Joel: Hi there. I'm Joel Jamieson.
Howie: And I'm Howie Clark.
Joel: And in this week's episode of 8WeeksOut TV we're going to give you week three of our free four weeks conditioning program.
All right. So in the first couple weeks of the conditioning program we've used the Cardiac Output Method, we've used tempo intervals. What's the other one?
Howie: High resistance intervals.
Joel: High resistance intervals. So we've used those three methods to really build the foundation for conditioning. And the question is now, what's next? You've got to figure out a way to increase the load so the body keeps adapting and that's what we're going to be talking about this week. We're going to throw in one of Howie's favorite methods, the Threshold Method, so let's check that out.
All right. So the Threshold Method, as you can see Howie on the bike doing it now, is really about maintaining your power output in the range of your anaerobic threshold. Now to get your anaerobic threshold, there's a few different ways you can do it. The most accurate way is to do gas exchange, which you can do in a testing lab. If you don't have access to doing it that way, you're going to want to find it just by using the average heart rate of the 12 minute assessment you did in the beginning of the program.
And again, you want to make sure that that is position specific. So if you used a standing measure for 12 minutes, you want to use the heart rate doing standing activities. If you used a seated activity, you want to use a heart rate seated. And you don't have to do both. You can basically subtract five to ten beats per minute when you're seated or laying down, swimming or whatever, than when you are standing up.
But really the key is you just want to maintain that constant power output throughout and you want to be in that threshold range. So the idea of the anaerobic threshold being an actual number is false. It's really a range. It's hard to give you an exact number to go on.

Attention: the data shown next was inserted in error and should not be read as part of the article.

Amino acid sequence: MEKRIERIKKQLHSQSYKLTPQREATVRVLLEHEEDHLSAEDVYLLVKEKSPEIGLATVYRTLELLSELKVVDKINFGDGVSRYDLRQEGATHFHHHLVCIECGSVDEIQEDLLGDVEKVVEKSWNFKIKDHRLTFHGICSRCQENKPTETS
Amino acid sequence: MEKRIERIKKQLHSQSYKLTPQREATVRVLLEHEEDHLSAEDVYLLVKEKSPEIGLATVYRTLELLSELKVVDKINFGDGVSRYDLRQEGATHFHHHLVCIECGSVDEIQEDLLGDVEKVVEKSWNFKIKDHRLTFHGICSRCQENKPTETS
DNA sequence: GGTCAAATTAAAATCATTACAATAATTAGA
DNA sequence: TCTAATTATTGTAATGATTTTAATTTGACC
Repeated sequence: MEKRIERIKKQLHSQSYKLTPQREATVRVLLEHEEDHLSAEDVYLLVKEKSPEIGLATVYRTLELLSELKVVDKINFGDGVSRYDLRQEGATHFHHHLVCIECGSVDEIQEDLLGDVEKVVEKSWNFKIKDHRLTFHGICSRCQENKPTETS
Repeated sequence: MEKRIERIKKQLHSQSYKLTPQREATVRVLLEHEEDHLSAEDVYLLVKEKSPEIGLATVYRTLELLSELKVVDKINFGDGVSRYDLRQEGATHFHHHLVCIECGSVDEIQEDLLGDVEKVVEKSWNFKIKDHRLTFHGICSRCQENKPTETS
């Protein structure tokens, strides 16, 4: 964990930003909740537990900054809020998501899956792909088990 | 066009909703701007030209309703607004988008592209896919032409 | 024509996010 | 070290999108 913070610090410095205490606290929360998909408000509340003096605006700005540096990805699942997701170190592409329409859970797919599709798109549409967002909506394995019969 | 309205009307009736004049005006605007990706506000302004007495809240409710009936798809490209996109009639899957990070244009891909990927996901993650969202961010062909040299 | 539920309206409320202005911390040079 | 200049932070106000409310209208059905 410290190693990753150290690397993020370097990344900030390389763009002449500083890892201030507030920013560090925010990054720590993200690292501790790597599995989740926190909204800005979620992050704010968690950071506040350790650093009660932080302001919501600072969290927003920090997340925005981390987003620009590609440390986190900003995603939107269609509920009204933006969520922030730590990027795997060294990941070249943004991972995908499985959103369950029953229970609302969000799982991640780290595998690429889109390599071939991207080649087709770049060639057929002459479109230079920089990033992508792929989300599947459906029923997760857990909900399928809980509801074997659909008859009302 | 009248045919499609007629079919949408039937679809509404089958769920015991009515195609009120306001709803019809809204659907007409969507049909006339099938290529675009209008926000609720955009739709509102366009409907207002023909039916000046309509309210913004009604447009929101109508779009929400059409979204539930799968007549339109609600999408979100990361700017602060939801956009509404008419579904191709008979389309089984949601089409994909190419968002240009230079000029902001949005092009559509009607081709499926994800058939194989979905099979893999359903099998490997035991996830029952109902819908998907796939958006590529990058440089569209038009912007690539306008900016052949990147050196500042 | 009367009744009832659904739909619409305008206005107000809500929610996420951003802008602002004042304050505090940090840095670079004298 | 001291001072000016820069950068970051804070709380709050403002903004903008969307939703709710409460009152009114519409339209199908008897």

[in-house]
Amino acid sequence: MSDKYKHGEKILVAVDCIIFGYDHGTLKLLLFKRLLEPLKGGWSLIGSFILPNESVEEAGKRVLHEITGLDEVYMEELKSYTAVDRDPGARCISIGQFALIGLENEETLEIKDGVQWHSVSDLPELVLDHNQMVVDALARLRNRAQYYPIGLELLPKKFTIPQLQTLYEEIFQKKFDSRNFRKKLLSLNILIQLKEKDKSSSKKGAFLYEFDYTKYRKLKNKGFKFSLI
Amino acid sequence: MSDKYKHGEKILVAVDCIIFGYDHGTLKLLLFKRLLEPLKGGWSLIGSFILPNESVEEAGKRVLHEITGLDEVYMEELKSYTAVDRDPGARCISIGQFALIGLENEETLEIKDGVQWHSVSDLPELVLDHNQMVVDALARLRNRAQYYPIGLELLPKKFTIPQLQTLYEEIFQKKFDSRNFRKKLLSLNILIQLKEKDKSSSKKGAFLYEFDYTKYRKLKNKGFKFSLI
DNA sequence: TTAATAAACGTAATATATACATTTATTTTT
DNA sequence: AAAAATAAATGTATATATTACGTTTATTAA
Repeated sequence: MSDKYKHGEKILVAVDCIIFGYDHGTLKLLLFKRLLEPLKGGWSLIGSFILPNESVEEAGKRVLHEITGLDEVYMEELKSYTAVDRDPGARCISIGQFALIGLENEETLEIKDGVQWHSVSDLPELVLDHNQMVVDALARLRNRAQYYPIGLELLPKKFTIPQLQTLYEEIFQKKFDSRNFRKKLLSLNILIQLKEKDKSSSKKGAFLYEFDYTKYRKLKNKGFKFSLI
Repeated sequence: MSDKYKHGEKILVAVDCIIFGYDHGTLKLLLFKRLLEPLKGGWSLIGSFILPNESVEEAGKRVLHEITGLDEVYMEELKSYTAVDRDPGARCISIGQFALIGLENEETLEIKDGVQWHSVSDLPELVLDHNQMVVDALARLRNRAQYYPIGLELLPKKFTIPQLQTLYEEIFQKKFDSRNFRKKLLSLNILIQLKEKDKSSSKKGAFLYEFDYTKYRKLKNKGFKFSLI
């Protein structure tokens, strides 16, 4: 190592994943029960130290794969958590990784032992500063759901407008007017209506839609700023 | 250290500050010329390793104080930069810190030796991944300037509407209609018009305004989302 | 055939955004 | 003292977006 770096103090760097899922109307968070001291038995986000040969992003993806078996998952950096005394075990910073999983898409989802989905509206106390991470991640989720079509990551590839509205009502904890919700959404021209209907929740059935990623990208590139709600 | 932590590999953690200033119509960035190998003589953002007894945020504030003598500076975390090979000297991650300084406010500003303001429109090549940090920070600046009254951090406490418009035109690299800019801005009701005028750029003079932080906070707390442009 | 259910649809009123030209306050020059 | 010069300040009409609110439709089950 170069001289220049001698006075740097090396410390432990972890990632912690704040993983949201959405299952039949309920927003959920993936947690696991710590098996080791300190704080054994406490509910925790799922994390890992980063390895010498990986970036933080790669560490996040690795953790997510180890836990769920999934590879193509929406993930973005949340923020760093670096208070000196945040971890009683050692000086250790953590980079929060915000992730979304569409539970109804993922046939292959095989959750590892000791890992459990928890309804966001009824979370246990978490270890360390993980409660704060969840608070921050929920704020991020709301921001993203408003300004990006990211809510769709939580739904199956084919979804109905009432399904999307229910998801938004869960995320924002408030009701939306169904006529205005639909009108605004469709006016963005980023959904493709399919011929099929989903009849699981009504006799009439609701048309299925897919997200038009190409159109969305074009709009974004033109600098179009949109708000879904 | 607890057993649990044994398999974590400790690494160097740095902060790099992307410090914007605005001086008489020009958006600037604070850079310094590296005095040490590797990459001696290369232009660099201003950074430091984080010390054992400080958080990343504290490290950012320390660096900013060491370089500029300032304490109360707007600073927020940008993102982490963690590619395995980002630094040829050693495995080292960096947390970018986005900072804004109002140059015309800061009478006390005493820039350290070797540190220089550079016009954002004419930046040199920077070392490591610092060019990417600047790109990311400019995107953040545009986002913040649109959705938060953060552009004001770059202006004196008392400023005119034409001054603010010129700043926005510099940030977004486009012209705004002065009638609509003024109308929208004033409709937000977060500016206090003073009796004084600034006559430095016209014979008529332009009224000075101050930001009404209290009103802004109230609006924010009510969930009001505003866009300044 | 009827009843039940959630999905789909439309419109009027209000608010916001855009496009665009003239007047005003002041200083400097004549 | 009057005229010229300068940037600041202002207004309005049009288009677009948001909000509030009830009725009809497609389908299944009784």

You can also use the HRV score from Bioforce just as a real rough gauge. Again, it's a rough estimate, but if your HRV score is in the 80s, you're probably going to want to go in the 170 range, low to mid 170's. If your HRC score is in the 170's or below, you're probably going to be more like in the 160's, maybe even the 150's. If your HRV is up in the 90's or 100, then you can probably be in the upper 170's and maybe even low 180's
But really you want to find this pace and you're going to maintain it for three to five minutes for the purposes of this method, and we're going to do multiple rounds, so you're going to rest, for this purpose, two to three minutes. Then you're going to repeat that. You should feel tired.
The Threshold Method is fatiguing. You are going to start to feel fatigues towards the end of it. It's not going to feel easy and you really you can just kind of go by the pass that you can maintain for those three to five minutes throughout.
And the other thing is we really want to track how far you go, because one of the things you want to measure, which is a big improvement sign in your conditioning, is how far you're able to go, which is how much power you're generating and your lactic acid threshold. So the bike is a great one, because we can track exactly how much distance you covered over the course of the intervals.